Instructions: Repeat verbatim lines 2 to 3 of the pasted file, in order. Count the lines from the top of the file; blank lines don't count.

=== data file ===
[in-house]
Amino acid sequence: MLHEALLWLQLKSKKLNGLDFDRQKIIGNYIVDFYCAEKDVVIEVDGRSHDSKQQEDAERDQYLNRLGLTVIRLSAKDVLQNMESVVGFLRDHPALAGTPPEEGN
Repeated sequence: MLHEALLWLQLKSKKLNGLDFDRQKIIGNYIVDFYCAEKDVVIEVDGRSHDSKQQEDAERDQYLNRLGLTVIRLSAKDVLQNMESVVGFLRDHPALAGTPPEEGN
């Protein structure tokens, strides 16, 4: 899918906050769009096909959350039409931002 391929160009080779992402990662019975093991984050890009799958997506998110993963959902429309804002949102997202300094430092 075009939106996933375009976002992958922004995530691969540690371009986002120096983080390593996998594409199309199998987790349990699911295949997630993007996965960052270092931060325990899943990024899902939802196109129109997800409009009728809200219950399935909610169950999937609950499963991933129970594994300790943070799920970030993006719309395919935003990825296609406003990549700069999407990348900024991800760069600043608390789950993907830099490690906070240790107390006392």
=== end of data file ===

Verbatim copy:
Amino acid sequence: MLHEALLWLQLKSKKLNGLDFDRQKIIGNYIVDFYCAEKDVVIEVDGRSHDSKQQEDAERDQYLNRLGLTVIRLSAKDVLQNMESVVGFLRDHPALAGTPPEEGN
Repeated sequence: MLHEALLWLQLKSKKLNGLDFDRQKIIGNYIVDFYCAEKDVVIEVDGRSHDSKQQEDAERDQYLNRLGLTVIRLSAKDVLQNMESVVGFLRDHPALAGTPPEEGN